On Friday, March 13, the African Cultural and Development Association (ACDA) issued a statement in condemnation of the international observers because they unambiguously and unanimously rejected the Mingo declaration of the votes for Region 4 as unverified and lacking in transparency.
Here is a part of that statement; “This peculiar recolonization effort is displayed in the relentless attempts of some Ambassadors to keep African Guyanese under the control of foreign sovereigns. ACDA views their present positions as an extension of their disregard for the sovereignty of Guyana and as a cloak to hide their partisan disposition towards people of African descent,”
In response to a question by Leonard Gildarie when we were on Kaieteur Radio as to what to make of ACDA’s stance, I dubbed the lamentation as pregnant with extreme dishonesty and explained why. Here is a repetition.
Among the clearest voices about election tampering was the US ambassador.
The US was not a colonizer in the 19th and 20th century in the West Indies. Unlike European colonizing countries, the US has had in recent times a Black president who is half Kenyan. The US administration had before the Obama administration and after, African, Hispanic and Asian personnel with vast state power. It cannot be thus classified as a past colonizer in the British West Indies.
Secondly, the most articulate critiques of the flawed election process came from two top former prime ministers of CARICOM states that have wide international admiration from the countries around the world – Jamaica and Barbados.
Thirdly, the Commonwealth Secretariat, which wants a credible election outcome, is headed by a Black woman originally from a CARICOM state – Dominica.
The extract of ACDA’s position above clearly obfuscates the issues of human rights, democracy and the rule of law, and turned an election fraud in Guyana into an arena of East Indians versus Africans.
Before we move on to the attitudinal metamorphosis of ACDA that took place exactly one week after that overtly racially-oriented statement, the point must be made that ACDA does not exclusively speak for African-Guyanese, because dozens of African observers not attached to the PPP characterized the elections as flawed, among whom was the prominent lawyer, Selwyn Pieters.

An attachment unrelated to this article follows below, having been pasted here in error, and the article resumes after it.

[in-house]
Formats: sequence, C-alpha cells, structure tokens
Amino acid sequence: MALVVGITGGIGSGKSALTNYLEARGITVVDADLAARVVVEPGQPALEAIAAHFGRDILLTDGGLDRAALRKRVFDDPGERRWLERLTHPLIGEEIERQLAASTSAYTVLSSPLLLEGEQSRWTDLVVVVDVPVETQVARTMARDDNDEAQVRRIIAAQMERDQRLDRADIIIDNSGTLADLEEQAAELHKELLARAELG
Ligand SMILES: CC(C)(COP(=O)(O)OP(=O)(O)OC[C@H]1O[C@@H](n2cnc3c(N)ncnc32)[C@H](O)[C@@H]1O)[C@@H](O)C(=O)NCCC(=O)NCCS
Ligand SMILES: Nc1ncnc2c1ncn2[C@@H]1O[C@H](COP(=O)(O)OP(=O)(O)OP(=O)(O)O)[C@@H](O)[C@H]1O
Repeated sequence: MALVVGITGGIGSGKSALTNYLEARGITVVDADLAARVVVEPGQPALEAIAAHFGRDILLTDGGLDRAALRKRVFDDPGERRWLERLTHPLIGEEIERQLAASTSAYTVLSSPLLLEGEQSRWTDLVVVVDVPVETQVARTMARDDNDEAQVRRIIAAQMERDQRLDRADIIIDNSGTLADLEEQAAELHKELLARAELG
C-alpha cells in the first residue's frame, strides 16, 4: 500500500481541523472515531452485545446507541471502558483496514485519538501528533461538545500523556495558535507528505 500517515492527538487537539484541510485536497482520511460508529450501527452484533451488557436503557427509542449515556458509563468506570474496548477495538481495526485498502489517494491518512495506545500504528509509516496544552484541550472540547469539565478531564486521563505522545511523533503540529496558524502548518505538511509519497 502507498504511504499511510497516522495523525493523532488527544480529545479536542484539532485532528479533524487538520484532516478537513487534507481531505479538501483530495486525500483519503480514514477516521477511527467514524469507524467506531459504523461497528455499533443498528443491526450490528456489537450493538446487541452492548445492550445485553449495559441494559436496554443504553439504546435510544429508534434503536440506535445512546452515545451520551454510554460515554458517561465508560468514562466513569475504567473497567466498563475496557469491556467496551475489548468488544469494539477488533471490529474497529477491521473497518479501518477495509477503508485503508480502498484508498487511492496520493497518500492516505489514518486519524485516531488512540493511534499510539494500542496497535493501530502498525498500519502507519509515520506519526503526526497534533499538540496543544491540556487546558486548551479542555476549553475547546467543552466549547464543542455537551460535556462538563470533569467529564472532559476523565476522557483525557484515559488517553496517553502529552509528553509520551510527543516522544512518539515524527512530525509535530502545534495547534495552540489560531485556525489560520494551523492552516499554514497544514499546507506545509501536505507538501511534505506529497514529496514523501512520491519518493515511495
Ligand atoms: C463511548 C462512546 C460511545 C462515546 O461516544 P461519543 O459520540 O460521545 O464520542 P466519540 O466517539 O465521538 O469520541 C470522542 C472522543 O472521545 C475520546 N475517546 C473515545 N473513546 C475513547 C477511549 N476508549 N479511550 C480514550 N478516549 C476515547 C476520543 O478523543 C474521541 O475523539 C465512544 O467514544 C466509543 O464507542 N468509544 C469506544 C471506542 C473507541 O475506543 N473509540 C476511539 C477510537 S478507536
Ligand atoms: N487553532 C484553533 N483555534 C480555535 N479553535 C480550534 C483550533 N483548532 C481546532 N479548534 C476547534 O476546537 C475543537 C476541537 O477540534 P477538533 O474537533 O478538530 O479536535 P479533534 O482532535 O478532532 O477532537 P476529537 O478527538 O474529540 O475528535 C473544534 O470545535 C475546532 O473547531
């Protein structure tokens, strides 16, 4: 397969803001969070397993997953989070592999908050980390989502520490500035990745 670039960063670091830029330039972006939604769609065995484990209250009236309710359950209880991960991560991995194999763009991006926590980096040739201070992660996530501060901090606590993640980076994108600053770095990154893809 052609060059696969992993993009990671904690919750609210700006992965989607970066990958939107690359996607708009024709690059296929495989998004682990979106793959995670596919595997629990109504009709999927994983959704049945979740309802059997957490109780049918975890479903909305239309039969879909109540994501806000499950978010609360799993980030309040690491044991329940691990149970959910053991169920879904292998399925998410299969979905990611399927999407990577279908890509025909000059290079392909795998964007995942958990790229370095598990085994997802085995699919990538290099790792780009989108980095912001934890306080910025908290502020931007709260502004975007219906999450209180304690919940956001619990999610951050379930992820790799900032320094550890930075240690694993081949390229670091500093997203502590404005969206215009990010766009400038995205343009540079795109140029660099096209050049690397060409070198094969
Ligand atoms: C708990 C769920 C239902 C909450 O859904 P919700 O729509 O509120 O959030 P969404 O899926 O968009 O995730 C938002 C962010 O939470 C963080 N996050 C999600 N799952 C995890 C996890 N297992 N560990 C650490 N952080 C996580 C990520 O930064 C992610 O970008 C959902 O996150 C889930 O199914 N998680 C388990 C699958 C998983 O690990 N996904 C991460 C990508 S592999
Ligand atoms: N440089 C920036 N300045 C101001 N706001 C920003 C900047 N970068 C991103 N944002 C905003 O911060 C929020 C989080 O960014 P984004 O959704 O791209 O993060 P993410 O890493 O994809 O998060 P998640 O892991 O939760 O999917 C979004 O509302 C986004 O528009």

Dozens of African-Guyanese were election contestants who belonged to political parties other than the PPP.
One week after the accusation of re-colonization, ACDA joined a crescendo of voices asking for a recount of 2020 election ballots to settle the question of winner and loser. We need to remind readers that the chorus for a recount was a national anthem for all opposition parties and observers, because it would be the definitive conclusion.
Why the volte-face by ACDA? Read this part of the volte-face and you will see how scared some folks are becoming over the election impasse and what lies at the bottom of this trepidation.
In the authors’ own words as part of their plea for a total recount; “ACDA is of the view that no one should be elated about sanctions or the threat of sanctions being imposed on Guyana since all investments in Guyana will be at risk and those with the greatest amounts of investment are likely to lose the most.”
So some pertinent questions raise their heads.
First, was the threat of sanctions by powerful government the motivating factor behind ACDA’s stance that the ballots should be recounted?
Again readers need to be reminded of certain things. It was President Granger who advocated a complete re-tabulation which CARICOM agreed to that would remove opaque dimensions of the results. The president’s initiative was stalled not by any of the other ten contesting parties, but by a court case initiated by an ANPU election candidate.
Secondly, if ACDA wanted a recount, why did the authors find the desire to include a paragraph of the consequences of sanctions on Guyana? What’s the relevance of that? Since Guyana is moving towards consensus of a recount being the only avenue to go to settle the swirling contentions, why not call for a recount and leave it at that?
So the third question is; was there a Freudian factor at work in the mention of possible sanctions?
Finally, were there financial or profit-related considerations, personal or otherwise, consciously in the minds of the authors when they composed their statement? Is there something just too significant to lose?
(The views expressed in this article are those of the author and do not necessarily reflect the opinions of this newspaper)
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